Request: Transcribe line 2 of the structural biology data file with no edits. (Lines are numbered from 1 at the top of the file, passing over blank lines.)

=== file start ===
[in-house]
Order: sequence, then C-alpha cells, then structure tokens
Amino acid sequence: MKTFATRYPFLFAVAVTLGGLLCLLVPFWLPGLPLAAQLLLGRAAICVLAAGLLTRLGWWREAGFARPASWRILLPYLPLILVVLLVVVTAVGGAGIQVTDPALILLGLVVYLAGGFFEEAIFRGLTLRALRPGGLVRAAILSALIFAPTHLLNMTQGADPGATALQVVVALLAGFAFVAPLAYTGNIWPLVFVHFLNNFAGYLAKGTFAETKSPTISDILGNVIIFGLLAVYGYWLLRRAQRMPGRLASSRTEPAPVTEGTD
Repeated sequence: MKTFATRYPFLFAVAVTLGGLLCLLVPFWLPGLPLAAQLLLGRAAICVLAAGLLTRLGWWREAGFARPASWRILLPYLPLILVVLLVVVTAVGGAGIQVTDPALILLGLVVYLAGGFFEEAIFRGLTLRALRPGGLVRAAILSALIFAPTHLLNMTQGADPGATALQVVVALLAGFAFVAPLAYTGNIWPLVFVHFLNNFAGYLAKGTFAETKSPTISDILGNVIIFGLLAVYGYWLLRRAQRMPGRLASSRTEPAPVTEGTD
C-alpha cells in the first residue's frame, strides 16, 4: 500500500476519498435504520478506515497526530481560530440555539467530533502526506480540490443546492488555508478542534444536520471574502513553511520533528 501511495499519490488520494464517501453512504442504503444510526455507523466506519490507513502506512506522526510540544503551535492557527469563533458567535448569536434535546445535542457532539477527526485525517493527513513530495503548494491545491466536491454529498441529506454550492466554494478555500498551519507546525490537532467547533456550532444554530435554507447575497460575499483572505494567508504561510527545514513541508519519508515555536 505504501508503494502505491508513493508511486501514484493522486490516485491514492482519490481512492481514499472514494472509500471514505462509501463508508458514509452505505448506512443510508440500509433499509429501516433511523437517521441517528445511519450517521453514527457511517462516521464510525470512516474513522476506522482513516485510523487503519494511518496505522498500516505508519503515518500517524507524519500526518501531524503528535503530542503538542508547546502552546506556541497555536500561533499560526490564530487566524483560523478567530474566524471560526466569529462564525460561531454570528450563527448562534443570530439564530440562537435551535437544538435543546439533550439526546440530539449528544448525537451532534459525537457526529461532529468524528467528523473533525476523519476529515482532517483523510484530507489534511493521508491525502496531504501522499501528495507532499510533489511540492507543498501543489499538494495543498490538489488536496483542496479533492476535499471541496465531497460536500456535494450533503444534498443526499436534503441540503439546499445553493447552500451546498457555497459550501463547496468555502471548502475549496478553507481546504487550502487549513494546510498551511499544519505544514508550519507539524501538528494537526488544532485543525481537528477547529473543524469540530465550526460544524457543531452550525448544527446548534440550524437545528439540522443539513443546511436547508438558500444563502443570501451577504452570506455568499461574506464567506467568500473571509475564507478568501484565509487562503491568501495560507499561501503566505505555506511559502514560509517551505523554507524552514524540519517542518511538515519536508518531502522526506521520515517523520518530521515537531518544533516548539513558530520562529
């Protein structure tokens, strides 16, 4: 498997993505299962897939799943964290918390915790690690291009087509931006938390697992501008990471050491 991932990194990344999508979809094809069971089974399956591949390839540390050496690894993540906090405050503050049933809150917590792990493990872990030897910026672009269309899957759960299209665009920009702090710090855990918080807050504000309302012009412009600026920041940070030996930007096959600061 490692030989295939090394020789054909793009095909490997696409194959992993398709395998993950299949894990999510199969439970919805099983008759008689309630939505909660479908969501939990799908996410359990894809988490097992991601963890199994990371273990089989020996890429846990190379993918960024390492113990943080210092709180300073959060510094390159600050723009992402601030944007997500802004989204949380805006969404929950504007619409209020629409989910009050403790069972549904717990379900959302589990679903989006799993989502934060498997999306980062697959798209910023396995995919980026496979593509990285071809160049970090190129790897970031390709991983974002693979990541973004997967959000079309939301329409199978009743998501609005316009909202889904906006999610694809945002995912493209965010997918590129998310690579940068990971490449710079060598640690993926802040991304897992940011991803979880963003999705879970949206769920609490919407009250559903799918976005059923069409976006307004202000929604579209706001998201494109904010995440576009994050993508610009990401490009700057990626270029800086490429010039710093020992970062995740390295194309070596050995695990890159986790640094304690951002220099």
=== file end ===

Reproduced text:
Order: sequence, then C-alpha cells, then structure tokens